Date: February 17, 1931
Location: Northampton, MA
The nervous exhaustion of the Congress always becomes apparent near the end of a short session. It is felt that something or perhaps many things must be done to establish a political record.
If the country itself is in an uncertain condition, business distracted, people suffering reverses, these are reflected in the official attitude at Washington.
In the pressure and confusion the normal relation of things becomes obscured.
At the same time that the House of Representatives is besought to abolish such an abuse as it conceives to be revealed by a committee expenditure of 50 cents for a corkscrew, it passes, by a tremendous majority, a bill to pay to the veterans a sum estimated from half a billion to a billion dollars.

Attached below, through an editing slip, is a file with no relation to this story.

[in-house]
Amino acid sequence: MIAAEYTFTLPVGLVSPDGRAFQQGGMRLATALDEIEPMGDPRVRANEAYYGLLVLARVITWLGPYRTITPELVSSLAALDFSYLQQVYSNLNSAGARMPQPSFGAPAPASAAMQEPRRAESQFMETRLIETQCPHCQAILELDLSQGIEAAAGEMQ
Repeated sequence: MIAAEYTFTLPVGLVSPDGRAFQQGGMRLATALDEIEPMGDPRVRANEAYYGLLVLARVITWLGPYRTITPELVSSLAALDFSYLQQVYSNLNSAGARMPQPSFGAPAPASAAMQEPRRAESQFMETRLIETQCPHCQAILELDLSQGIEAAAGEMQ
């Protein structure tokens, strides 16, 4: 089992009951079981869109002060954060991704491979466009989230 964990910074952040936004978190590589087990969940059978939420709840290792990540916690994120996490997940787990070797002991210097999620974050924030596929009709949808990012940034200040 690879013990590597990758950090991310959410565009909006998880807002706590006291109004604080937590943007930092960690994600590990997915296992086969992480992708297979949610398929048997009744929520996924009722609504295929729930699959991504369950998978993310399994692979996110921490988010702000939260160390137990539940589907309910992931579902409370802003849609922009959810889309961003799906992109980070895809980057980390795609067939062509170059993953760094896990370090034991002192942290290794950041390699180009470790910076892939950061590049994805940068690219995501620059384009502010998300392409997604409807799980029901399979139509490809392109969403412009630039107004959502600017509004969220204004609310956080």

No one questions the national duty to help distressed veterans. But this bill gives them access to the Treasury without regard to their distress. The business reaction which it will cause is likely to harm more veterans than are helped. The country will have to make the best it can of the outcome which is now uncertain. It is part of the war. The cost of that conflict will go on for generations.
Citation: Calvin Coolidge Says: Dispatches Written by Former-President Coolidge and Syndicated to Newspapers in 1930-1931 (Calvin Coolidge Memorial Foundation)
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